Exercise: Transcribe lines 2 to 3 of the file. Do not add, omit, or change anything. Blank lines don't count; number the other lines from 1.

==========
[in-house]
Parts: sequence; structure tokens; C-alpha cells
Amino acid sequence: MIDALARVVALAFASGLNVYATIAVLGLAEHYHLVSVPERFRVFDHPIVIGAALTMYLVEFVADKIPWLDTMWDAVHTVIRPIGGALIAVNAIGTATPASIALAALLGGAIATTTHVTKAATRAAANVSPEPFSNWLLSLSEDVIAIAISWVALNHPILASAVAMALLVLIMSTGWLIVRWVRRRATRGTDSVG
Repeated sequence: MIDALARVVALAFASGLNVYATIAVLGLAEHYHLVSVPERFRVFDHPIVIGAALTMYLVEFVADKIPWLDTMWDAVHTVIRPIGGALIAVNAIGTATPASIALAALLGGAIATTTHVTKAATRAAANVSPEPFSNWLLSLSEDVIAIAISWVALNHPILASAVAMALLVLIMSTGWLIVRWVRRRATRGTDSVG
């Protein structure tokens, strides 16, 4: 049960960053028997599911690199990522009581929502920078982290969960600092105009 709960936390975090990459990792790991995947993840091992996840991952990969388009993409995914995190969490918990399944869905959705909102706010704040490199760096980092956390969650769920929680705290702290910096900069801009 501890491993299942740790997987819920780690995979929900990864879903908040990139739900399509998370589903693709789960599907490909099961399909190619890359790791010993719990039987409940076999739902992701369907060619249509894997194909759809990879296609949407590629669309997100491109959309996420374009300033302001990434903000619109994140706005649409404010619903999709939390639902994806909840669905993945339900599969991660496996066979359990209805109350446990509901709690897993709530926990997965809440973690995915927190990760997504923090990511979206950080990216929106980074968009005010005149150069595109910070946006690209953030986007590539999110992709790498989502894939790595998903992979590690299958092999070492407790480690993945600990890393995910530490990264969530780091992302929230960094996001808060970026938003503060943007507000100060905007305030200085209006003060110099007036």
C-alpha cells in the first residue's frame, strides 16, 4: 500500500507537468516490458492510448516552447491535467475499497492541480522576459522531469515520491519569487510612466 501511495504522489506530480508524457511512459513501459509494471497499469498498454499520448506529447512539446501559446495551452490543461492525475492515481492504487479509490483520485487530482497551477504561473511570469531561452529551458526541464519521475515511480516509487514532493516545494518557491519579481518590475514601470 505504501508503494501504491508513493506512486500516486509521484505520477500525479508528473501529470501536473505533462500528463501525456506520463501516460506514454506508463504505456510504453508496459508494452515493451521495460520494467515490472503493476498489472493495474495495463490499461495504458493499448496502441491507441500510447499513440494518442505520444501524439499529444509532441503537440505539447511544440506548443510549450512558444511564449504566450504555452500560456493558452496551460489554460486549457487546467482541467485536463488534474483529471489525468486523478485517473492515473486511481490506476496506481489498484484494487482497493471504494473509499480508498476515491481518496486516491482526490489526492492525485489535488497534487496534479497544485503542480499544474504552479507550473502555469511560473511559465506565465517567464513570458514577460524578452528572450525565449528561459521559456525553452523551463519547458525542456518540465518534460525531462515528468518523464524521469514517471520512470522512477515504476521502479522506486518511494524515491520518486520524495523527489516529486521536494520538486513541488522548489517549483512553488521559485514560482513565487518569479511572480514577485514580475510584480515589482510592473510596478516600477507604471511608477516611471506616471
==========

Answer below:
Parts: sequence; structure tokens; C-alpha cells
Amino acid sequence: MIDALARVVALAFASGLNVYATIAVLGLAEHYHLVSVPERFRVFDHPIVIGAALTMYLVEFVADKIPWLDTMWDAVHTVIRPIGGALIAVNAIGTATPASIALAALLGGAIATTTHVTKAATRAAANVSPEPFSNWLLSLSEDVIAIAISWVALNHPILASAVAMALLVLIMSTGWLIVRWVRRRATRGTDSVG